EMC/Dell deal As carriers race towards virtualisation, software-defined networking and increasingly complex back office IT platforms, they will increasingly bump into suppliers from the data centre world.
IBM, Hewlett-Packard, Oracle and others are already very familiar to them, but now there will be a new powerhouse, if Dell’s record-breaking $67bn takeover of storage supplier EMC goes through.
The deal will give Dell an end-to-end play for cloud and telco providers, as well as enterprises, encompassing servers, storage and virtualisation, and it will pose a very interesting alternative for mobile network operators to set against the claims of Ericsson and Huawei, as well as the IT giants.
This is at a time when the infrastructure space is ripe for the kind of disruption Dell brought, long ago, to PCs. Then, it took advantage of a shift towards commoditisation and lower cost equipment, disintermediated the resellers, and lured users by basically customizing cheap but reliable kit. Its model changed a lot since, and it moved – not always successfully – into larger computers and storage.
But the instincts which Michael Dell brought to the PC world would be relevant again at a time of transition towards commoditised hardware and endless flexibility in the software layers. Economies of scale to drive down equipment costs, coupled with end-to-end integration and customization from a menu of options, and with virtualisation frameworks – that list would tick the boxes for many operators as well as many enterprises.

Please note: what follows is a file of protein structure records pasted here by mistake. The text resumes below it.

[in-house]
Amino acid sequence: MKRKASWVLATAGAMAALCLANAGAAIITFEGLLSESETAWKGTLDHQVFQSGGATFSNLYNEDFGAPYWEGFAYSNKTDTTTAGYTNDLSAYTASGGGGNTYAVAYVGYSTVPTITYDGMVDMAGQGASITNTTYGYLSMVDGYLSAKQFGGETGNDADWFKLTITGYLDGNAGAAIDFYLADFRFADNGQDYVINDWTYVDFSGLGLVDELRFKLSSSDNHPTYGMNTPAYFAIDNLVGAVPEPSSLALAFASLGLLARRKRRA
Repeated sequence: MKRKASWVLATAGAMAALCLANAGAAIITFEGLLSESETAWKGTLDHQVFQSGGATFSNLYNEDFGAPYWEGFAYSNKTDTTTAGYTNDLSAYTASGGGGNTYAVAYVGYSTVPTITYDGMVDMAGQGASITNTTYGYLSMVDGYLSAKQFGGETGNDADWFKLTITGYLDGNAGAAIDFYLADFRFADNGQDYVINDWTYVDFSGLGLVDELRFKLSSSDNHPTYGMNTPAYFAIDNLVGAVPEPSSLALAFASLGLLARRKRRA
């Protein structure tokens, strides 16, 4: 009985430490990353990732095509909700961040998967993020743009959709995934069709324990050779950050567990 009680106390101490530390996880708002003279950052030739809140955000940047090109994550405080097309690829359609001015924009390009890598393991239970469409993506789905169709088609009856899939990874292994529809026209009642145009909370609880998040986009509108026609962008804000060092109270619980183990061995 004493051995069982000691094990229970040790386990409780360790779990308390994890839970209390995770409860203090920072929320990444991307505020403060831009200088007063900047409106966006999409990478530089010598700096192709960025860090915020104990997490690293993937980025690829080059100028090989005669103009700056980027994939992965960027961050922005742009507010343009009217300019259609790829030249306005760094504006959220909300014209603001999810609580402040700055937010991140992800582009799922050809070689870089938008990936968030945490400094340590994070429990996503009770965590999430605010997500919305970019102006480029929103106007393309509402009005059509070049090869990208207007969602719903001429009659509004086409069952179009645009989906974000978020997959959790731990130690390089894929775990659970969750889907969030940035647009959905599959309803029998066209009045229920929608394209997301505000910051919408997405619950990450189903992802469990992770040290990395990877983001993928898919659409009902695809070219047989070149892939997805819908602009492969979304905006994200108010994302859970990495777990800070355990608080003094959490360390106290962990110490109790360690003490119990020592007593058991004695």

Dell, which is privately owned, has agreed a cash and stock transaction valued at about $67bn to buy EMC, with financial backing from its owners – founder Michael Dell, his MSD Partners investment vehicle, and hi-tech private equity giant Silver Lake Partners. Additional financing will come from Singapore state-owned investment company Temasek Holdings, plus debt, the VMware tracking stock and cash on hand.
If it passes regulatory scrutiny, this deal would create a top three player and the largest privately controlled integrated technology company in the world, with its stated targets being the global cloud and carrier markets, the virtualisation of IT, and the infrastructure which will support the internet of things (IoT).
The future of VMware
There had been talk, amid the speculation that a deal was in the offing, that EMC’s majority-owned VMware virtualisation unit would be spun out. But that would have seen the loss of a crown jewel, and the risk of turning a full IT platform provider into a box shifter. In fact, VMware will remain inside Dell/EMC, though it will remain a publicly traded company even when its parent becomes part of privately held Dell.